The U.S. Geological Survey (USGS) collects and disseminates information about the water resources of the United States and its territories. Surface- and ground-water samples are collected and sent to USGS laboratories for chemical analyses. About 75 to 80 percent of the water-quality samples collected by the USGS are submitted to the National Water Quality Laboratory (http://nwql.usgs.gov/about.shtml, accessed January, 2016) in Lakewood, Colorado. The National Water Quality Laboratory (NWQL) identifies and quantifies the constituents in the water samples through analytical chemical procedures. Inherent to these procedures are random and systematic errors otherwise known as uncertainty. Although some errors can be addressed, other errors are inherent to the analytical process and cannot be eliminated. The magnitude of errors, or uncertainty, can be estimated and tracked over time.
Since 1981, the USGS has operated an independent, external, quality-assurance project called the Inorganic Blind Sample Project (IBSP). The purpose of the IBSP is to monitor and evaluate the quality of the inorganic analytical results through the use of double-blind quality-control (QC) samples. Starting in 1984, inorganic analytical results from blind samples submitted to the National Water Quality Laboratory have been captured and stored in the IBSP database. The Ocala Water Quality Laboratory was added to the project in 1985 and remained in the project until the laboratory closed its doors in 2004. Inorganic analytical results from blind samples submitted to both the NWQL and the Ocala laboratory are available in the IBSP database.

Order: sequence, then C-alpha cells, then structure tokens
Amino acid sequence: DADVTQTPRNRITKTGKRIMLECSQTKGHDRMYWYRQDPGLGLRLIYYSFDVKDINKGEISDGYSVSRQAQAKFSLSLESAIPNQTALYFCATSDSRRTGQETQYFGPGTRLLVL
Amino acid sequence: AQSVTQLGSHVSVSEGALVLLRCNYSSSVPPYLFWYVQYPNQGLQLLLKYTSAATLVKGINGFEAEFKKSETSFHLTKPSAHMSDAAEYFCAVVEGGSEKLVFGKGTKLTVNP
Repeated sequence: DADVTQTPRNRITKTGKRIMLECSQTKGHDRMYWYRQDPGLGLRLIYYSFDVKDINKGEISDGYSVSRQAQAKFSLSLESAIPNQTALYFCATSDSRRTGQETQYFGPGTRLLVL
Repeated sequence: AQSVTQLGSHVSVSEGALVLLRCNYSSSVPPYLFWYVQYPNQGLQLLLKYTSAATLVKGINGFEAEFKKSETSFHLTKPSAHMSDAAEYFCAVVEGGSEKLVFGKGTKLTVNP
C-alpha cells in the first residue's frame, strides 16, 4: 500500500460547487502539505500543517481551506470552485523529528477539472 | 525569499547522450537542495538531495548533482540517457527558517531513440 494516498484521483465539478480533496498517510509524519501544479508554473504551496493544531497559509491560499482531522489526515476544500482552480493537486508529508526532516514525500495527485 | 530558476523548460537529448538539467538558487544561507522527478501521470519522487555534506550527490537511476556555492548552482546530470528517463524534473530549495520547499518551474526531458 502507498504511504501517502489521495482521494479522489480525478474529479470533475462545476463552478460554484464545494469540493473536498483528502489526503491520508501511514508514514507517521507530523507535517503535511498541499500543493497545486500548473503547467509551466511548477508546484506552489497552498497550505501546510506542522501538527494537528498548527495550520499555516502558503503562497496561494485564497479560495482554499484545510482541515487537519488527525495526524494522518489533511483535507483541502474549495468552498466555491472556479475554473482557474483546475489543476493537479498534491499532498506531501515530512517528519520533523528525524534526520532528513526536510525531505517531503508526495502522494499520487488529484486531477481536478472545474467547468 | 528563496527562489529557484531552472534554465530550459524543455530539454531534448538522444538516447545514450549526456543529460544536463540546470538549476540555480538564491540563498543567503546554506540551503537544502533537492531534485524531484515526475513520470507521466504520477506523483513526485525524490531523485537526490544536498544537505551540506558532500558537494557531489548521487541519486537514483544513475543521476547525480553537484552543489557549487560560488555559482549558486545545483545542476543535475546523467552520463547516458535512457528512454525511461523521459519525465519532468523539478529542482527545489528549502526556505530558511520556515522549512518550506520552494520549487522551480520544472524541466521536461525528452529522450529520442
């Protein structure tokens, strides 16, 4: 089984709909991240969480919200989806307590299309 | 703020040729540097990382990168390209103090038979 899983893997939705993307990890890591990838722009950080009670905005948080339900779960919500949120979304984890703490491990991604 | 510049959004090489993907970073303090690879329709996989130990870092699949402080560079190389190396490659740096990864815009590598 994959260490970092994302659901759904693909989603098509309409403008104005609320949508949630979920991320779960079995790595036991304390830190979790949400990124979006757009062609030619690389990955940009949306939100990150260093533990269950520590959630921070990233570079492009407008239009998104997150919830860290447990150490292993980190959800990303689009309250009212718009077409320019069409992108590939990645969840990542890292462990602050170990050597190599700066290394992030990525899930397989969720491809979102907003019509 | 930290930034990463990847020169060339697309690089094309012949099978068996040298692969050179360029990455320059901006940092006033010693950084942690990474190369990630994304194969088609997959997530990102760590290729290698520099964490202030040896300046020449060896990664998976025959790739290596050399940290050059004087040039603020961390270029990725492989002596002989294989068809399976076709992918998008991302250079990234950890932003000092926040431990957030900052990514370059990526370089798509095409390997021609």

The IBSP maintains a database for the retrieval, assessment, and storage of blind QC sample analytical results. Currently, the database contains more than 335,000 blind-sample results for inorganic, nutrient, and physical-property measurements dating from October 1984 to present. New analytical data are added twice-weekly to the database. The IBSP web site, which draws directly from the database, provides tools to assist the National Water Quality Laboratory in detecting and correcting problems in their analytical procedures in a timely fashion. In addition, the tools can aid the users of the NWQL's data by estimating the extent that laboratory bias and variability contribute to the overall bias and variability in their environmental data. Information is provided in three ways: 1. a variety of quality-control charts (see "Charts" link), 2. data-quality assessment summaries posted every other month (see "Data-quality assessments" link [internal access only]), and 3. raw data from the IBSP database. Data retrievals can be customized to document the NWQL's analytical bias and variability relative to the time period, analytical procedures, and concentration ranges of individual water-quality projects or programs. (Contact Ted Struzeski at 303.236.1872 [email@example.com] for a customized data retrieval.)